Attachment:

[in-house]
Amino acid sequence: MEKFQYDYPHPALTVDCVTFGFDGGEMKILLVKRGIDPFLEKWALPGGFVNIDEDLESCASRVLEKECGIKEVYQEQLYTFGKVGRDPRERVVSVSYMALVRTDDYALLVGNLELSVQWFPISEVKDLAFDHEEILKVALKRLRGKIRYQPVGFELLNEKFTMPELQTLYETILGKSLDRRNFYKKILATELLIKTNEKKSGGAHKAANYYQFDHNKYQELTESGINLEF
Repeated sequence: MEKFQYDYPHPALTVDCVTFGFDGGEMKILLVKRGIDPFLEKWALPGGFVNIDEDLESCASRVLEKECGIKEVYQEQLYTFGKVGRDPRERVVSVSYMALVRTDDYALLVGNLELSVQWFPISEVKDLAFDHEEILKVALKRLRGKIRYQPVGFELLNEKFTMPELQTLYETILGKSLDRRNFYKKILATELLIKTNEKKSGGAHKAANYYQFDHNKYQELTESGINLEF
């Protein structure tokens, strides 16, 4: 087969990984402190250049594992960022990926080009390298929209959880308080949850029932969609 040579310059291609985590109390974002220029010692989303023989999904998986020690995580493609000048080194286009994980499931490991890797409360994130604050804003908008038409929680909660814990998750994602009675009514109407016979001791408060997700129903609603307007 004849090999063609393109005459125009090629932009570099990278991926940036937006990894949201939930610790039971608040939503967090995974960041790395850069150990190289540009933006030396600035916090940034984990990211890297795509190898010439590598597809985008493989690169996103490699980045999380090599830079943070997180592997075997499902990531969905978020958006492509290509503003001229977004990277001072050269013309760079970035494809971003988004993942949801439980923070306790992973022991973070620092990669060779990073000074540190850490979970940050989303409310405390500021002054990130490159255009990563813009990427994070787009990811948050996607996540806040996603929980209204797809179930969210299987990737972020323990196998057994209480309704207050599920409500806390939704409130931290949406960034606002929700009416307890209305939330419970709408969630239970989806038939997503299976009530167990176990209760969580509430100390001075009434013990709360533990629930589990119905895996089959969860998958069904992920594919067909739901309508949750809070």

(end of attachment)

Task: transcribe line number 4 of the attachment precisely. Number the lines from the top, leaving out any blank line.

């Protein structure tokens, strides 16, 4: 087969990984402190250049594992960022990926080009390298929209959880308080949850029932969609 040579310059291609985590109390974002220029010692989303023989999904998986020690995580493609000048080194286009994980499931490991890797409360994130604050804003908008038409929680909660814990998750994602009675009514109407016979001791408060997700129903609603307007 004849090999063609393109005459125009090629932009570099990278991926940036937006990894949201939930610790039971608040939503967090995974960041790395850069150990190289540009933006030396600035916090940034984990990211890297795509190898010439590598597809985008493989690169996103490699980045999380090599830079943070997180592997075997499902990531969905978020958006492509290509503003001229977004990277001072050269013309760079970035494809971003988004993942949801439980923070306790992973022991973070620092990669060779990073000074540190850490979970940050989303409310405390500021002054990130490159255009990563813009990427994070787009990811948050996607996540806040996603929980209204797809179930969210299987990737972020323990196998057994209480309704207050599920409500806390939704409130931290949406960034606002929700009416307890209305939330419970709408969630239970989806038939997503299976009530167990176990209760969580509430100390001075009434013990709360533990629930589990119905895996089959969860998958069904992920594919067909739901309508949750809070």